Can a haircut change your life?

Joshua Coombes is a London hairdresser who makes a big difference to homeless people's lives. Watch the video to find out more.

Do the preparation task first. Then watch the video and do the exercises. Remember you can read the transcript at any time.

Transcript

Morgan Freeman: I'm in London to meet Joshua Coombes. He's a hairdresser. And he believes small acts of love can make a big impact. Joshua hopes he can help the homeless, not by offering them money or food but by giving them a haircut.

Joshua: The reason I started cutting hair on the street, initially, was actually the magnitude of the problem, like, seeing how big this problem is in each city. It's really hard to know what to do about that. And I think it was from that feeling that I had to impact today. I had to do something positive to make someone smile. And realise that even if you can't solve a problem, actually it's OK to just do your own thing. And for me, that's hairdressing. I love what I do, so it's a great way to be able to give someone confidence.

Joshua: When was the last time you had a haircut? 
Stuart: In November last year. 
Morgan: So January, February. 
Stuart: Five months to March, April.
Morgan: How do you come to be homeless, Stuart? 
Stuart: I broke my hip and they stopped my benefits. At the time, I was like, that's stupid. And I was getting involved with drugs and things. I didn't really care. And next thing I knew, they came round and said, 'Right, you're out.' That was 24th of January 2016 and I've been homeless since. 

Joshua: You see lots of things with homelessness. And there's lots of stereotypes. And really, what I do is try and humanise this issue. Because, as I said, this problem's so big, I think when you bring it down to one person and tell their story, that's a great way to start and a great way for people to understand.

For me, like, one of the most amazing moments is giving someone the mirror at the end of their haircut because it's great to see someone's reaction because they might recognise someone they haven't seen for a few years.

Morgan: Five, four, three, two, one. Ta-da.
Stuart: I'm 20 years younger. Oh my God. 
Morgan: Yeah!
Joshua: Stuart, what do you say?
Stuart: Nobody's going to recognise me.
Joshua: Mate, you're a new man right now.
Stuart: Yeah, thank you.
Joshua: How do you feel?
Morgan: Like a new man.
Stuart: Like a new man.
Joshua: Do you recognize yourself there?
Stuart: Um …

© National Geographic

Discussion

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Language level

Upper intermediate: B2

Submitted by khalid Ibrahim on Tue, 31/08/2021 - 23:42

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One of the most amazing moments is giving someone the mirror at the end of "their" haircut. shouldn't be "his" haircut?

Hello khalid ibrahim,

Often, when it's not clear if we're referring to a man or woman, we use 'they' (or 'them' or 'their') instead of 'he' or 'she'.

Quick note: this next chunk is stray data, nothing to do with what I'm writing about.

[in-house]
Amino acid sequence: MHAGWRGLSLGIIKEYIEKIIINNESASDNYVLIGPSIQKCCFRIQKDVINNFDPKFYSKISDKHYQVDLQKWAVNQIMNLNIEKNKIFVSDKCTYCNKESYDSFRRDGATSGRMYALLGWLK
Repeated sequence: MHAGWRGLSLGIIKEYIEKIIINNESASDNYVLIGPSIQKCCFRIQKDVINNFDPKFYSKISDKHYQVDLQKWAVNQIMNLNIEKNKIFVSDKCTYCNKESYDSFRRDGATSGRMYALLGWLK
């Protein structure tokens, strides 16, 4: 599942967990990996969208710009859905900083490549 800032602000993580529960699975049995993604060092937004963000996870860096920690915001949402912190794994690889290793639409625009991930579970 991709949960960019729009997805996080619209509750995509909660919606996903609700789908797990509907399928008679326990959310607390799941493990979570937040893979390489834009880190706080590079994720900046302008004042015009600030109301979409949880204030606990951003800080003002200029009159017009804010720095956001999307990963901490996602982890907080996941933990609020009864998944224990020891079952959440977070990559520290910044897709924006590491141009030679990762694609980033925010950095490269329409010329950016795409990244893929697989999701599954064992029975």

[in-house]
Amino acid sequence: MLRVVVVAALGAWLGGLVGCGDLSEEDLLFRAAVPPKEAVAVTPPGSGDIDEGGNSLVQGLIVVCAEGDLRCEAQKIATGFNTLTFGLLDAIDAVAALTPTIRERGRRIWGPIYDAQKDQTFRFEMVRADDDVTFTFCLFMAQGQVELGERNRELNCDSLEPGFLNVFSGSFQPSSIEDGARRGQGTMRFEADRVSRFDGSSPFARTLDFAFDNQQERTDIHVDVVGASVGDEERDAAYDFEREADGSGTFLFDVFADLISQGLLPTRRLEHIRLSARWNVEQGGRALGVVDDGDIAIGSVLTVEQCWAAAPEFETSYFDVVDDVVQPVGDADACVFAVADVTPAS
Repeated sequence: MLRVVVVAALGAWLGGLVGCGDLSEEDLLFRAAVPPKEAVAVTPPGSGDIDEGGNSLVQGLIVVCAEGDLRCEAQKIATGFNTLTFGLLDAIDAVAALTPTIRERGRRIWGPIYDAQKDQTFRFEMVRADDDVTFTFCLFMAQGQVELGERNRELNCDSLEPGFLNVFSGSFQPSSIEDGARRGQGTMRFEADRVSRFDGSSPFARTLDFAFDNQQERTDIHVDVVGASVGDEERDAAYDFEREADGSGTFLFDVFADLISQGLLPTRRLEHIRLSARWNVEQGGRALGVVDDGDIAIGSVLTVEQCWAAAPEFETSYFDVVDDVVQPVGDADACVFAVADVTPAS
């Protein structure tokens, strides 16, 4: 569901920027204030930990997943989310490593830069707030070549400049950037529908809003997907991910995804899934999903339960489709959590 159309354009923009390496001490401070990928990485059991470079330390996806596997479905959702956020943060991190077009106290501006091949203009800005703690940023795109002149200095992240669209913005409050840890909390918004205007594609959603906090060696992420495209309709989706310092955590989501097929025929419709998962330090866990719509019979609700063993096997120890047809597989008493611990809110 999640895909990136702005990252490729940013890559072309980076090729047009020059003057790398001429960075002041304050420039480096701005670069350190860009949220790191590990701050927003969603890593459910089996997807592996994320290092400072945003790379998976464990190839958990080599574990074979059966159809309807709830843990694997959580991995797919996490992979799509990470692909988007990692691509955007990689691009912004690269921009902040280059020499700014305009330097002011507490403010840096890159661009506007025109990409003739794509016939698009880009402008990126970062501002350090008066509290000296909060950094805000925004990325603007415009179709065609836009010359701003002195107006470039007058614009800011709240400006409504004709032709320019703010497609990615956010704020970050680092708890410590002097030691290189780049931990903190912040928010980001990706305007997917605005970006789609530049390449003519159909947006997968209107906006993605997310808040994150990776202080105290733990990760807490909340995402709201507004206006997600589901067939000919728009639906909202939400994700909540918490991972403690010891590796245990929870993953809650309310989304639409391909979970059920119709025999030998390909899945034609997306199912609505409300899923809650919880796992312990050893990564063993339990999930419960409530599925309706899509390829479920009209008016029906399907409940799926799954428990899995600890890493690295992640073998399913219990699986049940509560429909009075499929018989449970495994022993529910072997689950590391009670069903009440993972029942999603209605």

You can see some more example sentences of this in the he, she and they section of our Personal pronouns page.

All the best,

Kirk

The LearnEnglish Team

Submitted by Emilinch2020 on Tue, 27/04/2021 - 23:13

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I loved this video!! We can help people in different ways. This video show us one of them. How often do you upload new videos?

Hello Emilinch2020,

It is an inspiring video, isn't it? It's one of my favourites, too.

We create Video zone pages about once a month, though our next one is still a few weeks from being ready since we have a lot of other work at the moment. But you can find more videos like these in the Video zone on LearnEnglish Teens in the meantime if you'd like!

All the best,

Kirk

The LearnEnglish Team

Submitted by May Nine on Sat, 24/04/2021 - 14:54

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There are still lots of homeless people in my country including kids and the older ones. They sleep under the crossover with the cardboards at night . But they make money for their survival in many ways (like collecting the bottles and cans to recycle , selling the flowers and foodstuffs , asking money and so on ) . The rich people and the ordinary ones are always willing to help them out . We donate money , clothes and food to them on our way . But I've never seen such that idea of the video ; Haircut. I totally agree with that idea and i love it.

Submitted by MAYAR on Mon, 15/02/2021 - 19:11

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I want to ask what is the meaning of I broke my hip? is it an idiom

Hi MAYAR,

Hips are a part of the body, at the very top of the leg. It's not an idiom. It seems Stuart had some sort of accident and got hurt.

Jonathan

The LearnEnglish Team

The hip, or hips as there are two, are large bones in the body that attach the legs. When we say 'I broke my hip', 'I broke my arm' or 'I broke my leg' we mean that we broke the bone. I hope that helps Mayar.
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